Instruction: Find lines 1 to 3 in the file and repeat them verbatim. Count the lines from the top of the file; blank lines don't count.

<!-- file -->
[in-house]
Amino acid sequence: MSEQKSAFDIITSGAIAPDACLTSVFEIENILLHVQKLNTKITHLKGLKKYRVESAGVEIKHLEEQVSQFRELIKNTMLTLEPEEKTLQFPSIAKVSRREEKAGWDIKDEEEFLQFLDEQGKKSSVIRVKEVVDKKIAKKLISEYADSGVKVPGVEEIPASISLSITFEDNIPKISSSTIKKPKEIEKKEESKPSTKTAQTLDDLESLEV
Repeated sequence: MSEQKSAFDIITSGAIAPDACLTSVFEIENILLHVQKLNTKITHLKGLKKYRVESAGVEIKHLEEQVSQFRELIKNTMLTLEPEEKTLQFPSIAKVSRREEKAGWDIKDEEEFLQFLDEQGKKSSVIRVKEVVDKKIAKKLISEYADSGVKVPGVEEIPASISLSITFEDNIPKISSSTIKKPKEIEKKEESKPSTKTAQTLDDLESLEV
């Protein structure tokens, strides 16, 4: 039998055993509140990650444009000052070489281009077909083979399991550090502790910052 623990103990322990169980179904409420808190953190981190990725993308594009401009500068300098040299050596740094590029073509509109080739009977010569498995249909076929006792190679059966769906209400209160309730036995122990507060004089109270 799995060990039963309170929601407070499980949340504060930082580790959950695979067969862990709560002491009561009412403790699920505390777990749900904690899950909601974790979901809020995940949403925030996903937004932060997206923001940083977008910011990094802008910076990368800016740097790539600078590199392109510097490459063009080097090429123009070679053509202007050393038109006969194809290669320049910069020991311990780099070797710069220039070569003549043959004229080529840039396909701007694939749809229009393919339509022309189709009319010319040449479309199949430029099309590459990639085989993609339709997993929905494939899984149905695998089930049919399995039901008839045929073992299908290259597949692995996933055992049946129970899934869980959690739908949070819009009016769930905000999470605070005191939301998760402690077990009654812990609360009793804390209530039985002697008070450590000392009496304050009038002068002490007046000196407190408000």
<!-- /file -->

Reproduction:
[in-house]
Amino acid sequence: MSEQKSAFDIITSGAIAPDACLTSVFEIENILLHVQKLNTKITHLKGLKKYRVESAGVEIKHLEEQVSQFRELIKNTMLTLEPEEKTLQFPSIAKVSRREEKAGWDIKDEEEFLQFLDEQGKKSSVIRVKEVVDKKIAKKLISEYADSGVKVPGVEEIPASISLSITFEDNIPKISSSTIKKPKEIEKKEESKPSTKTAQTLDDLESLEV
Repeated sequence: MSEQKSAFDIITSGAIAPDACLTSVFEIENILLHVQKLNTKITHLKGLKKYRVESAGVEIKHLEEQVSQFRELIKNTMLTLEPEEKTLQFPSIAKVSRREEKAGWDIKDEEEFLQFLDEQGKKSSVIRVKEVVDKKIAKKLISEYADSGVKVPGVEEIPASISLSITFEDNIPKISSSTIKKPKEIEKKEESKPSTKTAQTLDDLESLEV